Basically, if all you heard was a sixty-second recording of the 911 call on the evening news, you’re probably not getting the whole picture.
You write about the toll this kind of high-stress job takes on you and your colleagues, yet so many people stay in the job–why do you think that is?
I think most dispatchers stay on the job because they like it, and they know (even if nobody else does) that a seasoned dispatcher who can multitask like a madman is a truly awesome thing to behold, and that skill and efficiency saves lives.
There are some who stay in the job long after they’ve burned out. Part of the problem is that it’s not a skill set that transfers readily to other careers. When I left dispatching to go into the corporate world, it took me a long time to get used to the idea that a clerical error or a missed phone call from a client could be considered an “emergency.” It took a while to get used to the fact that what I do now is NOT life or death. It will not be on the news, one way or another. Even if you’re miserable, there’s a lot of pride in the idea that as a dispatcher you’re doing something that changes lives. Saves lives. It matters.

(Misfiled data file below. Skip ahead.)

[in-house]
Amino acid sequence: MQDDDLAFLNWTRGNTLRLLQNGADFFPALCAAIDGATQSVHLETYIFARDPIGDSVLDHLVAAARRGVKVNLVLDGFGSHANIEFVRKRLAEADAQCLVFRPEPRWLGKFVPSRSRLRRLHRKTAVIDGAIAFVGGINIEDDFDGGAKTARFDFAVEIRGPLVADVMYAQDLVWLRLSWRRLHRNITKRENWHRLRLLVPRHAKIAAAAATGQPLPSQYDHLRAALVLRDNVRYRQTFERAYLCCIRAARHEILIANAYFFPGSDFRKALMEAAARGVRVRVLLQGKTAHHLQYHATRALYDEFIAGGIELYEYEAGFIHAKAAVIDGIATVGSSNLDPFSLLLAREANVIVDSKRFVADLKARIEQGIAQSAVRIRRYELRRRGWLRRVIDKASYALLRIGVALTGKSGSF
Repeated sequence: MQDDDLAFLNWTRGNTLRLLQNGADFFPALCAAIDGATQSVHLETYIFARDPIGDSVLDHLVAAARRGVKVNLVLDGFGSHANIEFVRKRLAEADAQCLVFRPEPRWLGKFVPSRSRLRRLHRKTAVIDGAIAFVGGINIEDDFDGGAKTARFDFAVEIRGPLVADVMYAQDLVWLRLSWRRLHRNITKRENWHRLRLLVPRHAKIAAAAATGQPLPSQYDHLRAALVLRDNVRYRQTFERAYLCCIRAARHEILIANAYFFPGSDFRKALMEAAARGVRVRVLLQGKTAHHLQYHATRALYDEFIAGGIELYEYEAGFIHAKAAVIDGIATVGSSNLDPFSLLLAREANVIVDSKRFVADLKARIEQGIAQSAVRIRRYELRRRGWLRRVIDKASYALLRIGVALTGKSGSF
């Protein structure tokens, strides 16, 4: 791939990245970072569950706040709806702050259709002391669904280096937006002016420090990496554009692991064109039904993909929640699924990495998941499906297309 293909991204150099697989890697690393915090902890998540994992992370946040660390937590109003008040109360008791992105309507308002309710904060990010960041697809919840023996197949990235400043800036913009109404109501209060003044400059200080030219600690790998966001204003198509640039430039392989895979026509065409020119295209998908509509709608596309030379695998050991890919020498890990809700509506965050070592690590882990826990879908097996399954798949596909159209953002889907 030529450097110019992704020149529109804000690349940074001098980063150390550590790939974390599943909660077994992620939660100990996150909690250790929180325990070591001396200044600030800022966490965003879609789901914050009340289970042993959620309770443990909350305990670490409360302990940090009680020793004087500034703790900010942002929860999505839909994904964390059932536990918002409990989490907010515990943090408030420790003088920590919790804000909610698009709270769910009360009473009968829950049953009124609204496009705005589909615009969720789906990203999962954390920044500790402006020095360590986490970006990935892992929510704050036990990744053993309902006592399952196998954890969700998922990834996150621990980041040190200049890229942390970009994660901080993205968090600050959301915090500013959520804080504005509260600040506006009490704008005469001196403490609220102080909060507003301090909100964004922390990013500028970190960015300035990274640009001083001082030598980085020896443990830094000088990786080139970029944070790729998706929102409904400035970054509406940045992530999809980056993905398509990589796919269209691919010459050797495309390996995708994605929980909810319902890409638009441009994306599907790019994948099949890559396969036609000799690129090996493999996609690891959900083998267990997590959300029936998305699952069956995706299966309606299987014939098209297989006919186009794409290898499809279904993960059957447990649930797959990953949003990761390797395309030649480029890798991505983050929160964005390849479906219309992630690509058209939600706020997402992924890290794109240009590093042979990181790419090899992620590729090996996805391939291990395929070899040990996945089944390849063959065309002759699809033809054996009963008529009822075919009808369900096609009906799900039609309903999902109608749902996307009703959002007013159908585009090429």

What is the difference between a public safety dispatcher and a medical dispatcher?
Public safety dispatchers are usually the first to pick up a given 911 call, so they have to ask for and verify the address of the call and dispatch police and fire if needed. If a 911 call has a medical component, then the public safety dispatcher transfers it to a medical dispatcher, who sends paramedics by ground or by helicopter, and then stays on the line with the caller to give “pre-arrival” instructions. So, they are both 911 dispatchers, just with different roles.
How has the 911 dispatch community reacted to your first book?